It’s time to deploy more ‘interesting’ content



It’s time to deploy more ‘interesting’ content
John Craig is currently ‘VP Wireless’ at Destinator, supplying Navigation and Content solutions. Previously he was at Cambridge Positioning Systems (CPS) developing both Cell- and GPS-based location technologies. Before that he experienced a crash-course in the media industry, working with Content and Rights for the mobile channel. And most of his 20-year career was spent with Ericsson, helping make GSM/UMTS the cellular network of choice, and Ericsson its supplier. He is a true believer in the value of location to the mobile experience. Although his LBS experiences have pre-maturely aged him, his time in Navigation has shown how things could be. He has vowed to stick with this industry to make it a mass-market phenomenon. Or until he retires as an old man - whichever happens first.

We’ll eventually get around to talking about Location-Based Social Networking, but let us first provide a context for Content in Navigation Systems and LBS Solutions today.

There is a lot of very ‘standard’ Content around. This is Content which is expected to be present on products by consumers – but will not excite the industry, take it to the next level, nor provide much scope for innovation or product differentiation.

Let’s discuss just a few examples of ‘standard’ and ‘interesting’ Content, and issues around their delivery.

Location-Based Advertising
Or Spam? Fair enough in broadcasting contexts (TV, Radio, Internet) where you select a Channel / Page, and you grudgingly learn to accept what comes with it. But when it comes to people’s phones, be careful, and be aware that often no amount of free talk minutes or free routes will compensate for this invasion.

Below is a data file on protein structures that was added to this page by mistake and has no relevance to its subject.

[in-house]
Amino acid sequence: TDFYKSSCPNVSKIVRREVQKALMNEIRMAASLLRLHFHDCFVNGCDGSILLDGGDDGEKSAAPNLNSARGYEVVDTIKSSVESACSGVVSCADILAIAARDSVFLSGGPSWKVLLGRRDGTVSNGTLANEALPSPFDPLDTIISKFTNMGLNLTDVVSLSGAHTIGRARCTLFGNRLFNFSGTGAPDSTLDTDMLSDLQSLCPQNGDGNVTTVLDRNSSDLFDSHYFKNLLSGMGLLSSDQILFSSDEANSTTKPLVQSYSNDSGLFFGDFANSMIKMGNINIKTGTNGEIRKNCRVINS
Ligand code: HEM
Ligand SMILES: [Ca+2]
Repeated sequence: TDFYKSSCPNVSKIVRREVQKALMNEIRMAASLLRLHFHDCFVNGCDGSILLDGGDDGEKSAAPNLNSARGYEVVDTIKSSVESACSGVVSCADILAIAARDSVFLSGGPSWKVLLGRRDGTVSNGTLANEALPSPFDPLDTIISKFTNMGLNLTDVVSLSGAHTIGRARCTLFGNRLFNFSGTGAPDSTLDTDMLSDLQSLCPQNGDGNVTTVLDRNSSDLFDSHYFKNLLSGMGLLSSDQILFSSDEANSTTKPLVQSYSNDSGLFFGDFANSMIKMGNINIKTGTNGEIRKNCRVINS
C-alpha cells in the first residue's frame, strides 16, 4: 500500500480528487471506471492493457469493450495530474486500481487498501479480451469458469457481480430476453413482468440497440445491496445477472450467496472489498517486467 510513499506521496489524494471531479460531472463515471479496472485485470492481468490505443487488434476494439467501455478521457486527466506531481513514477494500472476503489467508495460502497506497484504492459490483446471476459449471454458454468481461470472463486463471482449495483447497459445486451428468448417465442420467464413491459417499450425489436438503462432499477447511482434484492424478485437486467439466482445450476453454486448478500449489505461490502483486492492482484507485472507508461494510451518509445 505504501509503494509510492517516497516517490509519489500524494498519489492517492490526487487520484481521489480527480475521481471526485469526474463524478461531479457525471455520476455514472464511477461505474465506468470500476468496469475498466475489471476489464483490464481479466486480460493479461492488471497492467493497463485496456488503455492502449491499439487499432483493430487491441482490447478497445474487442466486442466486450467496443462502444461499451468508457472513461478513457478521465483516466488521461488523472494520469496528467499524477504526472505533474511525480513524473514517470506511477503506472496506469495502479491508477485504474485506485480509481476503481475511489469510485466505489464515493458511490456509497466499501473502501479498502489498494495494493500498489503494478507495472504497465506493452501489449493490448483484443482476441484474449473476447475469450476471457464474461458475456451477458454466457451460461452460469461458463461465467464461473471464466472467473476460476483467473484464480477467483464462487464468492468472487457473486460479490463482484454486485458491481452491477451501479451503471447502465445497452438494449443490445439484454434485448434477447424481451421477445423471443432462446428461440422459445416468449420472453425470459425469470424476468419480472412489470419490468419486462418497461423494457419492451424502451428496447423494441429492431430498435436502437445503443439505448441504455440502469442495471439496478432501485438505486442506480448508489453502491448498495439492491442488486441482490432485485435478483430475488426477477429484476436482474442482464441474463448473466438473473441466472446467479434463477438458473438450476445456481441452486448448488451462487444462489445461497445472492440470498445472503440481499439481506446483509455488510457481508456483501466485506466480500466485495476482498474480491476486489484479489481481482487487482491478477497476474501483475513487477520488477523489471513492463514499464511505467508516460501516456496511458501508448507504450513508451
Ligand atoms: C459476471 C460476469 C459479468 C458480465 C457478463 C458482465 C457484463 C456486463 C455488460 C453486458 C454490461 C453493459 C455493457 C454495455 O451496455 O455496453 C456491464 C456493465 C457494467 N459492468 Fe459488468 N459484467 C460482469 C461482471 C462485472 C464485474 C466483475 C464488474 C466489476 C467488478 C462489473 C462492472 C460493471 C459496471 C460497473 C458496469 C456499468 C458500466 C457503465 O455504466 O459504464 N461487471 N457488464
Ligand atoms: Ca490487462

A personal favourite is the classic Starbucks discount coupon, which sustained the entire LBS industry for several years, as we were told how wonderful it would be to get this offer on your phone, just as you were passing. And maybe it is wonderful – if you like Starbucks coffee, had already opted-in or signed-up, were actually near such a store and located accurately, and were someone to whom 20 cents or whatever made a difference, and, etc… It is no surprise that LBS of this nature, has not succeeded.

Do not rely on Location-based advertising for your business. Mobile is not like the Internet in this respect.

Local search
Local search
Cellular-connected PND’s
This is a clash of 2 worlds, with the ‘wild-west’ of consumer electronics, meeting the more sedate domain of network operators. The crux of the issue is that you can get an acceptable PND today for €150. To connect it to work everywhere (i.e. not some spotty Wi-Fi solution) you need to integrate a cellular modem into the PND hardware, and most painfully of all, add a cellular subscription. For the latter you could generally be charged €5-€10/month. What we have now created is a PND that could be around 3 times more expensive over a 2-year lifespan, and whose price difference has to be justified purely by the content. The question is – have you seen a geo-Content package today, worth twice the cost of the PND itself? The Connected PND will happen – but it will be called something different – it will be called a ‘Phone’.

Local Search
In my apartment ‘Yellow Pages’ directory books are delivered once a year, and these hefty volumes usually stay lying there in the hall. They are the hard copy equivalent of Local Search - full of useful information, arranged in order, and you can search and identify services local to you. It’s a ‘must-have’ base and geo-Content safety net, but that’s about it.

Anything from Navteq or TeleAtlas
The issue here is that in most cases everyone else goes to the same shop for their maps and content, and both shops have similar product ranges. Therefore consumer product differentiation possibilities are limited, and likely to be short-lived. Unless perhaps you are Nokia or TomTom - something the EU recently took an interest in. Few products will get a sustainable competitive edge from Navteq or TeleAtlas data, except their owners. It is therefore ‘standard’ content.

Continued...

Thursday, June 19th 2008
John Craig


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